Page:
|Novartis' Vas Narasimhan|
Novartis ($NVS) has been riding a med tech wave lately, launching new projects to create digital and patient monitoring devices. In its latest move, the company is working with tech giant Microsoft ($MSFT) to develop an intelligent camera system for multiple sclerosis (MS).
The system, dubbed Assess MS, uses Microsoft's Kinect motion camera and machine-learning software to track patients' movements and see whether the disease is getting worse. Microsoft, along with three of the top MS clinics in Europe, set up a system that could offer advantages over current screening methods for the condition.
"Novartis is leveraging digital technologies to transform patient care and drug development," Vas Narasimhan, Novartis' global head of development, said in a statement. "We are excited about our collaboration with Microsoft Research to develop Assess MS, a more consistent way to measure motor dysfunctions caused by multiple sclerosis, which could lead to the development of better therapies and care for patients."
MS is often difficult to monitor because some individuals' symptoms progress quickly, while others' symptoms appear and disappear over time. Doctors can track MS through tests that ask patients to carry out simple motions. Physicians watch the individual and use a rating scale to rank the severity of the symptoms. But the tests can be subjective, so there was a need for a tool that could monitor the condition more consistently.
That's where Assess MS comes in. Researchers used a Kinect depth-sensing camera to identify a patient's gestures and recognize a person's body parts as they carry out the tests. The scientists then created algorithms from the recordings, so a computer could pick up on the differences between a healthy individual and a patient with progressing MS.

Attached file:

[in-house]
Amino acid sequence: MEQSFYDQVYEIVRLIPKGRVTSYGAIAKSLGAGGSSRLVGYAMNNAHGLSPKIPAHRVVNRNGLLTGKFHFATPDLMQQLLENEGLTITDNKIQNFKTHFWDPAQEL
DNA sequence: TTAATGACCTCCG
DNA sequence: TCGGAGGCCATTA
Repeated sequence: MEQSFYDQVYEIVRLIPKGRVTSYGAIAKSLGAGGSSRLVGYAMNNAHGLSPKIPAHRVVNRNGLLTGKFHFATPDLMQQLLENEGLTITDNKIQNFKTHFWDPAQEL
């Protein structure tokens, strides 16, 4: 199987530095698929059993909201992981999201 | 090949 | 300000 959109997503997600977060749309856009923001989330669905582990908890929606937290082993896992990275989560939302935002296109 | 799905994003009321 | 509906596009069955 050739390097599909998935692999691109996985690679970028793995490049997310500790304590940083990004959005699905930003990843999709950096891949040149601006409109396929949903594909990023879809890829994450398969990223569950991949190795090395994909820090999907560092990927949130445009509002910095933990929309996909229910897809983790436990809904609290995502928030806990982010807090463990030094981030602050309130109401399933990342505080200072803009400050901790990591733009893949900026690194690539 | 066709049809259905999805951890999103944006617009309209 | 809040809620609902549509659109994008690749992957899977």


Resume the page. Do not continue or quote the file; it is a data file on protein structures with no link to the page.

"What you don't want to do with these systems is replace the expert," Abigail Sellen, a principal researcher in the Human Experience and Design group at Microsoft's Cambridge, U.K.-based lab, said in a statement. "You want to bolster the expert. What we're doing is giving (doctors) a set of data that they can then weave into their judgment."
Scientists also wanted to create a system that would stand up in real-world settings, not just the lab. The team designed a second screen that moves behind the camera that allows doctors to guide the patient without getting in the way. Researchers also created a simple animation that demonstrates movements for individuals, making it easier for the camera to pick up on motion.
|Cecily Morrison, a researcher in Microsoft's Cambridge, U.K.-based lab--Courtesy of Microsoft|
"It needs to be a collaboration between the patient, the clinician and the technology," Cecily Morrison, a researcher in Microsoft's Cambridge lab, said in a statement. "What we try to do is strike a balance."
Microsoft and Novartis still need to prove that its camera can pick up small motions like tremors in the human eye, Paul Matthews, head of the brain sciences division at London's Imperial College, told Bloomberg. And the companies need to collect more data to refine the system's algorithms.
But Microsoft and Novartis seem confident in their recent progress. The software has already analyzed 150 to 300 videos for each movement, Bloomberg points out, completing phase one of the project. Now, the companies are planning to expand to 5 new clinics and hospitals to get more patient videos to improve the algorithms. Eventually, the team could create a system that operates in at-home settings, making it easier for patients to track symptoms.
"We are approaching parity with humans on accuracy, but perhaps better than humans with consistency," Microsoft researcher Antonio Criminisi told Bloomberg. "But before feeling confident that this really works all the time, we need to be able to look at many more patients."